The Briefing 10-02-15

The Briefing 10-02-15

The Briefing

October 2, 2015

This is a rush transcript. This copy may not be in its final form and may be updated.

It’s Friday, October 2, 2015. I’m Albert Mohler and this is The Briefing, a daily analysis of news and events from a Christian worldview.

Part I

Oregon community college shooting tragic demonstration of evil and sin

We’re facing this kind of tragedy, yet once more. The headlines came from Oregon yesterday that a gunman at a community college in Roseburg, Oregon had killed at least 10 people and injured many more. As CNN, the Washington Post and others reported the shooter was believed to be a 20 year old man, and it is believed that he had at least four guns and that he killed people in multiple classrooms in a largely rural community where this little community college was located. One of the most ominous aspects of this story as it appears to be developing is the role of social media in this particular horrifying tragedy. We’re looking at the fact that there are those in law enforcement, who last night were already reporting that there appears to be an announcement made by this shooter that he intended to kill people in a mass shooting. There seems to be chatter on social media in which there was an interaction between this shooter long before the shooting and others, some of which appeared to have been egging him on and giving him suggestions about just how it might take place.

Now this is one of those very confusing stories that will eventually be clarified, at least we can expect that it will be so. In all likelihood, we will know more about this in terms of the facts of the case just in the hours ahead as the story continues to unfold. But what we know right now is that this is an unspeakable tragedy. We know that once again, this is a multiple shooting and we know that there have been multiple deaths. There are multiple victims beyond and this raises the question that can only be answered by human moral responsibility. When we ask how anything like this might be explained we have to come back to the fact that there is a deep brokenness in the world, and there is a deep evil in terms of human hearts and in some people that the human evil comes out in the form of this kind of violence and our heart breaks when we see this kind of headline.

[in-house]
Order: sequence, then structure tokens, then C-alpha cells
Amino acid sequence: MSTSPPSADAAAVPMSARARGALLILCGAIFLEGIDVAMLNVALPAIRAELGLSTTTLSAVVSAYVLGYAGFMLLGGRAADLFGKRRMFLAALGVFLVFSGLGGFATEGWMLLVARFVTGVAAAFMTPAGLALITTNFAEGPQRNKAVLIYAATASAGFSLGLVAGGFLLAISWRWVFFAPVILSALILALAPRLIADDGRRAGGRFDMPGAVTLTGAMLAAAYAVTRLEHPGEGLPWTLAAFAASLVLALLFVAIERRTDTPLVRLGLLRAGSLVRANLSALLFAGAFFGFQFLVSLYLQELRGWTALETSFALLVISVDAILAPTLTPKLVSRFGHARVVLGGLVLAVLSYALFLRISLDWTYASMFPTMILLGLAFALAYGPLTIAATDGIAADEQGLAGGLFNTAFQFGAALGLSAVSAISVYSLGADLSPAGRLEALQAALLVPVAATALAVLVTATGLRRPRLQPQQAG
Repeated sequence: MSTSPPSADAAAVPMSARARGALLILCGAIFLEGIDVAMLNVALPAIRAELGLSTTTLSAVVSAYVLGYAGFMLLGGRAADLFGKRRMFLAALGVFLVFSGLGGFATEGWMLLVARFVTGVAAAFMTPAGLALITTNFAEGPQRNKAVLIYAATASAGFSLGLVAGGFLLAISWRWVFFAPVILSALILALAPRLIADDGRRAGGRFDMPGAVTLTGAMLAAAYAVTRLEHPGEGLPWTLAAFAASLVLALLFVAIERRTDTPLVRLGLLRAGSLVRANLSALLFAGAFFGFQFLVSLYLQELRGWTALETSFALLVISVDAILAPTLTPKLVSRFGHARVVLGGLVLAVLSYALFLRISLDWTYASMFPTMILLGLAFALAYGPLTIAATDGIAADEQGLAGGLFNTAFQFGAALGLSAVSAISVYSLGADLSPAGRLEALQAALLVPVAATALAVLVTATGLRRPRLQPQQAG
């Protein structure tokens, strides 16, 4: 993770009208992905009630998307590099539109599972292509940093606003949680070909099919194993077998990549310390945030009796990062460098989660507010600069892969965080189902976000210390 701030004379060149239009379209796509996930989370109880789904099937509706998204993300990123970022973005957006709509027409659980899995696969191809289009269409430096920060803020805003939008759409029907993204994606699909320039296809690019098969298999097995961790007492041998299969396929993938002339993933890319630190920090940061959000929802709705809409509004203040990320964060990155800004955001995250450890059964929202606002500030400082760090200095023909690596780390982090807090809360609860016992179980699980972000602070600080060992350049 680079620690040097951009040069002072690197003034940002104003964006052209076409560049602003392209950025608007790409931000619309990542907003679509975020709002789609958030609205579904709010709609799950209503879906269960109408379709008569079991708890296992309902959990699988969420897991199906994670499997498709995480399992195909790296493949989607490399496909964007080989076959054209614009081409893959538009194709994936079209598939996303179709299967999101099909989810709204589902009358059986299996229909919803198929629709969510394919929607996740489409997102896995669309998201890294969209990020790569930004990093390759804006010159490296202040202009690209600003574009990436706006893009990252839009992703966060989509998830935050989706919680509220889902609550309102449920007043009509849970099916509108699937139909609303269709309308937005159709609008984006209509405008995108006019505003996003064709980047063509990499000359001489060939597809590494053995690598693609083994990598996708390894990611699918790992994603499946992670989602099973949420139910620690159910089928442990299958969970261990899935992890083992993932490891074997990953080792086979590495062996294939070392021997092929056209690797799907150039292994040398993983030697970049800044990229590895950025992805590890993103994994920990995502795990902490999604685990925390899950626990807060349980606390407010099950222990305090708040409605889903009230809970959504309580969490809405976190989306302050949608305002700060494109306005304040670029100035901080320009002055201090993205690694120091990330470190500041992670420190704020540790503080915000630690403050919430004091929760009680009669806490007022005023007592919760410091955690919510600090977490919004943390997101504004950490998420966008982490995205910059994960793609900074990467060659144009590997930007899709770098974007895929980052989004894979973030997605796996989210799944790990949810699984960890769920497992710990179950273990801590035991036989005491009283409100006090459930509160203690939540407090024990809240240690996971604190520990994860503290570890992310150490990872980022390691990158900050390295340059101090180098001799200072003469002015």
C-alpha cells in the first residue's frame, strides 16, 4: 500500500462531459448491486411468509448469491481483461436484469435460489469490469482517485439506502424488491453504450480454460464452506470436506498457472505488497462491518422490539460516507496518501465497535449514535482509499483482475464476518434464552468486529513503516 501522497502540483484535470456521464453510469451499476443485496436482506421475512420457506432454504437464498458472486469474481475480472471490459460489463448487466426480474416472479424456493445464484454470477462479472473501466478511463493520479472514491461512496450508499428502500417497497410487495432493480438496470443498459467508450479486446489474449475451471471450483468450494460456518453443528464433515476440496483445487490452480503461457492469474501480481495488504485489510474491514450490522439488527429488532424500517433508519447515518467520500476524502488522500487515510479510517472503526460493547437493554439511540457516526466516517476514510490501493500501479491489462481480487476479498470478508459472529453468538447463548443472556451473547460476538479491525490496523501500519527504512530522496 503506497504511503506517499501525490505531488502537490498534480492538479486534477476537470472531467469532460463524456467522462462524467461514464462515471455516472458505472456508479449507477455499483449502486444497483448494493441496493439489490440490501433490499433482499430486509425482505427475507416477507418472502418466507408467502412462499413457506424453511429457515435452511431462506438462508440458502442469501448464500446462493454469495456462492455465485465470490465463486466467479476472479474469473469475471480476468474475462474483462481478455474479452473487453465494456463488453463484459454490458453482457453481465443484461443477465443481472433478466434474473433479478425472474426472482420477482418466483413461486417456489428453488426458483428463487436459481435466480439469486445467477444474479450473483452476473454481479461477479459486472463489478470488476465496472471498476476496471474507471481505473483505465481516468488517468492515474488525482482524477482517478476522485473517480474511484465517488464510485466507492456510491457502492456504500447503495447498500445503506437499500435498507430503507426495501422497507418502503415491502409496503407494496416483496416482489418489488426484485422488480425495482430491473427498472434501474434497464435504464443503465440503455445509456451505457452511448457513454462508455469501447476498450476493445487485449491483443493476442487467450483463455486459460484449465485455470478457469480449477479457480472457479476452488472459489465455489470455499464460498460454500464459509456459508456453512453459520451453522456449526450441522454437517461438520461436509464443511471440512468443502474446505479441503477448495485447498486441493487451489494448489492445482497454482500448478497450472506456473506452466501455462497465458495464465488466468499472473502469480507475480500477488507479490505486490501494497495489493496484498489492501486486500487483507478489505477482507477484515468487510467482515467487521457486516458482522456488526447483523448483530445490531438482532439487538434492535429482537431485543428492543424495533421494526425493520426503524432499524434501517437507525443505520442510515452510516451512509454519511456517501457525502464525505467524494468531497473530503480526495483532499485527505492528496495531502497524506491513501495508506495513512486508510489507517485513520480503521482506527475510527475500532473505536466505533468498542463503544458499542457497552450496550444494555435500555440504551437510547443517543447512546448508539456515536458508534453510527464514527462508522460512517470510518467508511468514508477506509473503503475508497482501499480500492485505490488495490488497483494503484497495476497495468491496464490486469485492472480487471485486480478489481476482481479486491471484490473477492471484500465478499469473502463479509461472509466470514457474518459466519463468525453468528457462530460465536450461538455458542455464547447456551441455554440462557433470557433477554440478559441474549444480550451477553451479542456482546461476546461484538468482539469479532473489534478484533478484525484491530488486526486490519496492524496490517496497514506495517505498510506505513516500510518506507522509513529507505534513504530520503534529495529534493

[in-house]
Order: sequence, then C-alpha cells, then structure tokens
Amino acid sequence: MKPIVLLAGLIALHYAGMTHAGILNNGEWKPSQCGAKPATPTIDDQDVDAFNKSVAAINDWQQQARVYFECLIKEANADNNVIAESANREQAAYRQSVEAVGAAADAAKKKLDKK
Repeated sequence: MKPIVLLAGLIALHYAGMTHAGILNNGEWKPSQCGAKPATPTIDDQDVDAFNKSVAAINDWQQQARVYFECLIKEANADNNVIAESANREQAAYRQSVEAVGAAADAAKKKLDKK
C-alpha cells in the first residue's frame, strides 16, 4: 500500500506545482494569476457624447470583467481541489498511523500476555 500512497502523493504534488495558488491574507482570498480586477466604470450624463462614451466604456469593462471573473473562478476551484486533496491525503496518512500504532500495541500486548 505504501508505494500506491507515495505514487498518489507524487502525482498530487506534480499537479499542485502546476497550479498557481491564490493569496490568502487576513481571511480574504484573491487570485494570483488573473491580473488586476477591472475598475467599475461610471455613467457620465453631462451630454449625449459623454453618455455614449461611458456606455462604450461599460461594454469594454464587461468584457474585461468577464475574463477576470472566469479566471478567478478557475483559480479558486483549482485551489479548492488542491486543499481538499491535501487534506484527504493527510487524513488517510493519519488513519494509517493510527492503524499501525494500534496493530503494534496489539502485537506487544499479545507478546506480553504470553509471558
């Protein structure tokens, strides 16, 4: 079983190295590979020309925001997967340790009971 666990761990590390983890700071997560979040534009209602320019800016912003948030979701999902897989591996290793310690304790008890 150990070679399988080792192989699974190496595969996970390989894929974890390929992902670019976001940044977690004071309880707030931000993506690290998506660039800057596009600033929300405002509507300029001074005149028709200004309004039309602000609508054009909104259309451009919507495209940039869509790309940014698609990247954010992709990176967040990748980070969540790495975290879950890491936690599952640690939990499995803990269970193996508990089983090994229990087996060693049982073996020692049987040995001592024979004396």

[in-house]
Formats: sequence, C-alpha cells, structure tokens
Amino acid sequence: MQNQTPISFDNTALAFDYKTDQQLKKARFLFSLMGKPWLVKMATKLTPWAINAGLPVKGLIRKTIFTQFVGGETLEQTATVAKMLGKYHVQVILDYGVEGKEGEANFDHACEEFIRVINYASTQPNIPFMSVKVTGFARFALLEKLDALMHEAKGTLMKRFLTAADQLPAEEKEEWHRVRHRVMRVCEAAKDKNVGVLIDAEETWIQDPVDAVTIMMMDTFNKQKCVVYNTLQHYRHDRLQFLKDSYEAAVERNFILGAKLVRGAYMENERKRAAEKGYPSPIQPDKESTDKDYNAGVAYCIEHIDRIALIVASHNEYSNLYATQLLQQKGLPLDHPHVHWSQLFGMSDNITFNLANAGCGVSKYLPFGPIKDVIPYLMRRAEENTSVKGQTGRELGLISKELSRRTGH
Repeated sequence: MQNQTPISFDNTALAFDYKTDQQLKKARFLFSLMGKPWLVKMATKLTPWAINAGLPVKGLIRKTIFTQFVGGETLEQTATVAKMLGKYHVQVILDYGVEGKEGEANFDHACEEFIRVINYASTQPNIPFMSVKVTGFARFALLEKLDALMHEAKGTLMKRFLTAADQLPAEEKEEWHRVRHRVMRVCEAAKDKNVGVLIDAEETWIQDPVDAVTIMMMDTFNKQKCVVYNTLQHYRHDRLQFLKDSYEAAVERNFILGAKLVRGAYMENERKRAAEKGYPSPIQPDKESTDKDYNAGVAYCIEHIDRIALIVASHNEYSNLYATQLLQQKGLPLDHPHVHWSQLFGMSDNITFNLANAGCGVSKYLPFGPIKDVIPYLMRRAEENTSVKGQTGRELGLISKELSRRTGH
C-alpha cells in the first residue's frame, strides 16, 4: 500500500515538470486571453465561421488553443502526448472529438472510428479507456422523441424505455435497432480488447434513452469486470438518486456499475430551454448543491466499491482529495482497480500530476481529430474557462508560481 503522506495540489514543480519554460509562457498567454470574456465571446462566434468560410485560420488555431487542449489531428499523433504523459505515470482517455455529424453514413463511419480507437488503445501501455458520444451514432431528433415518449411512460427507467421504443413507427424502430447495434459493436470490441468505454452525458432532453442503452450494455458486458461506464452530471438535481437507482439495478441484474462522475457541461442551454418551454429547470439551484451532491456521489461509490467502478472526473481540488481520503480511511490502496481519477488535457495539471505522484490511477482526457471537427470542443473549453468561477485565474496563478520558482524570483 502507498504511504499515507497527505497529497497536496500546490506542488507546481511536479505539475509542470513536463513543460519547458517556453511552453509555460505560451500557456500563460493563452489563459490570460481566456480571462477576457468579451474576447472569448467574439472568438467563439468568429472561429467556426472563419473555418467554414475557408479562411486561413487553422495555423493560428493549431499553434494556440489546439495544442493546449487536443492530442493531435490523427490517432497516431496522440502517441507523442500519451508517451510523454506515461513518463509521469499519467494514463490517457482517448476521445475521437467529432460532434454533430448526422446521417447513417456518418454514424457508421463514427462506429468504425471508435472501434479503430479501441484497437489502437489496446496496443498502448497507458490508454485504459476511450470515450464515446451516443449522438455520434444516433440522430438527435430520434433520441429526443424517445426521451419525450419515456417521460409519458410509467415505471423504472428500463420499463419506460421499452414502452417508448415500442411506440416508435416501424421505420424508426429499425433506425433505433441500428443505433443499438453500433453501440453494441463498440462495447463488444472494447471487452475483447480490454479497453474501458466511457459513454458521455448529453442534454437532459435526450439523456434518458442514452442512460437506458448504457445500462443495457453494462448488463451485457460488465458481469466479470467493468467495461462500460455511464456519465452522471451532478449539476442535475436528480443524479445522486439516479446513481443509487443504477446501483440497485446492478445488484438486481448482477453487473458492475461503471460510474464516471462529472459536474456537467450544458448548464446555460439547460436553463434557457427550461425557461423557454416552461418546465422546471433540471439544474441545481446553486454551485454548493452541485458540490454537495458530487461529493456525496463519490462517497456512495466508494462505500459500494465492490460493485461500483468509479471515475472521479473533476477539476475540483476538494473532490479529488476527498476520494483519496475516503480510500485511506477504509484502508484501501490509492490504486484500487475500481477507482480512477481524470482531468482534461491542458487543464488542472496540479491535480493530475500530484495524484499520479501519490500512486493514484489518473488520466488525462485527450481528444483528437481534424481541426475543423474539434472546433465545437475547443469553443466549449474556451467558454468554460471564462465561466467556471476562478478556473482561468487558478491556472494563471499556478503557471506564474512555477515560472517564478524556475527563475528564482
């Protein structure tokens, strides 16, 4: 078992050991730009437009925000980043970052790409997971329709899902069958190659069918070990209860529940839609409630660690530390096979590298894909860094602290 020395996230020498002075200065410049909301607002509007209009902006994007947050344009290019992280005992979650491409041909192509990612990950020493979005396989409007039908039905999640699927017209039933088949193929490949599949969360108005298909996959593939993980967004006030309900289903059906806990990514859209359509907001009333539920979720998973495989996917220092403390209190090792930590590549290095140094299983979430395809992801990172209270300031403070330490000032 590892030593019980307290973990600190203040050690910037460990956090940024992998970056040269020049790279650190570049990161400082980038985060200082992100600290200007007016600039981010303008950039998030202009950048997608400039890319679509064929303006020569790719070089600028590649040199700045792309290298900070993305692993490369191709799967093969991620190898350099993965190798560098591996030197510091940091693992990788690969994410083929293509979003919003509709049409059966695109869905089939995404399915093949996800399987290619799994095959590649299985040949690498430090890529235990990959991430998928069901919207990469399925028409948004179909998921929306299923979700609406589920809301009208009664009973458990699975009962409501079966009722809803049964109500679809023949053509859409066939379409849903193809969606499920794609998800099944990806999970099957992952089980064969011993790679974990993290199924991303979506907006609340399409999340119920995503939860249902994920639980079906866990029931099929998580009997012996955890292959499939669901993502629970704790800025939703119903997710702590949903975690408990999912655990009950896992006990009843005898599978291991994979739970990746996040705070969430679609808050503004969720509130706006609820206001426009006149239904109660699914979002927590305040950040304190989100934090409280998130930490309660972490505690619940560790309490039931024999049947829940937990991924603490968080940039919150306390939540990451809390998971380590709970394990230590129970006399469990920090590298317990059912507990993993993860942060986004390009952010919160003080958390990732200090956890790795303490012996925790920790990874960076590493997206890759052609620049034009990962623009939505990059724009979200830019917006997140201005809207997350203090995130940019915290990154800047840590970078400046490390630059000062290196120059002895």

Political authorities across the spectrum have responded to this tragedy in Oregon with concern and with shock and yet as human beings we are capable at one time of only so much moral shock. There is only so much they can shock us and in a world in which violent events like this take place and become known to us it is increasingly difficult to understand how anyone can deny the reality of evil and how anyone can really deny what the Bible identifies in terms of that evil as sin. Who can really look at an incident like this in terms of the premeditated murder of multiple people in Oregon, how anyone can look at the fact that this was evidently announced by the would be shooter in terms of social media, even before the shooting began. That there were those who knowing the announcement of this kind of intention to commit mass murder, not only did not intervene with law enforcement to prevent it, but may have actually egged him on and encouraged him. We’re living in a deeply dangerous world and one of the greatest dangers we face as the Christian worldview makes very clear is an effort to try to minimize or to deny the evil that resides in the human heart and to deny the human responsibility that is clearly at stake when we see a headline like this and when we wait for answers. But in terms of the most pressing question in this case, the question of why? It is a question that can only be framed in terms of good and evil, of right and wrong and there will be no way around that short, three letter word that is so essential to the Christian worldview, that word is sin to which the only remedy is the gospel of Jesus Christ. And once again we face the fact that without that one word, without the word sin, we are unable to make sense of the world around us. Not only when we read the headlines, but when we look in the mirror.